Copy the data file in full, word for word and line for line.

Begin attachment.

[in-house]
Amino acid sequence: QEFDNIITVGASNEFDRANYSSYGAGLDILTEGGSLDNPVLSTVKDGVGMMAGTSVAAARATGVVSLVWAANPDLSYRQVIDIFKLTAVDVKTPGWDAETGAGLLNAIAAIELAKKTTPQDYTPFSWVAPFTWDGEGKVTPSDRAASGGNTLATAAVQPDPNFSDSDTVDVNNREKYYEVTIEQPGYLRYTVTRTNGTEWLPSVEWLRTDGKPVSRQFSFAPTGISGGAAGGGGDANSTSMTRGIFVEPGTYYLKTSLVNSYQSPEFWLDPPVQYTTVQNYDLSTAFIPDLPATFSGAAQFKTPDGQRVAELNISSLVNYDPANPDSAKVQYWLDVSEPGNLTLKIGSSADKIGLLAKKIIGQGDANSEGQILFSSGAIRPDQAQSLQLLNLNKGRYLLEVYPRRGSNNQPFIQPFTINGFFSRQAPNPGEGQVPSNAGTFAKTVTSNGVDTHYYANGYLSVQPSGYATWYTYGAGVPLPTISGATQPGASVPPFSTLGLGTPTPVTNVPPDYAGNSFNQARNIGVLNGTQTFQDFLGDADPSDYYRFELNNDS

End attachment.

[in-house]
Amino acid sequence: QEFDNIITVGASNEFDRANYSSYGAGLDILTEGGSLDNPVLSTVKDGVGMMAGTSVAAARATGVVSLVWAANPDLSYRQVIDIFKLTAVDVKTPGWDAETGAGLLNAIAAIELAKKTTPQDYTPFSWVAPFTWDGEGKVTPSDRAASGGNTLATAAVQPDPNFSDSDTVDVNNREKYYEVTIEQPGYLRYTVTRTNGTEWLPSVEWLRTDGKPVSRQFSFAPTGISGGAAGGGGDANSTSMTRGIFVEPGTYYLKTSLVNSYQSPEFWLDPPVQYTTVQNYDLSTAFIPDLPATFSGAAQFKTPDGQRVAELNISSLVNYDPANPDSAKVQYWLDVSEPGNLTLKIGSSADKIGLLAKKIIGQGDANSEGQILFSSGAIRPDQAQSLQLLNLNKGRYLLEVYPRRGSNNQPFIQPFTINGFFSRQAPNPGEGQVPSNAGTFAKTVTSNGVDTHYYANGYLSVQPSGYATWYTYGAGVPLPTISGATQPGASVPPFSTLGLGTPTPVTNVPPDYAGNSFNQARNIGVLNGTQTFQDFLGDADPSDYYRFELNNDS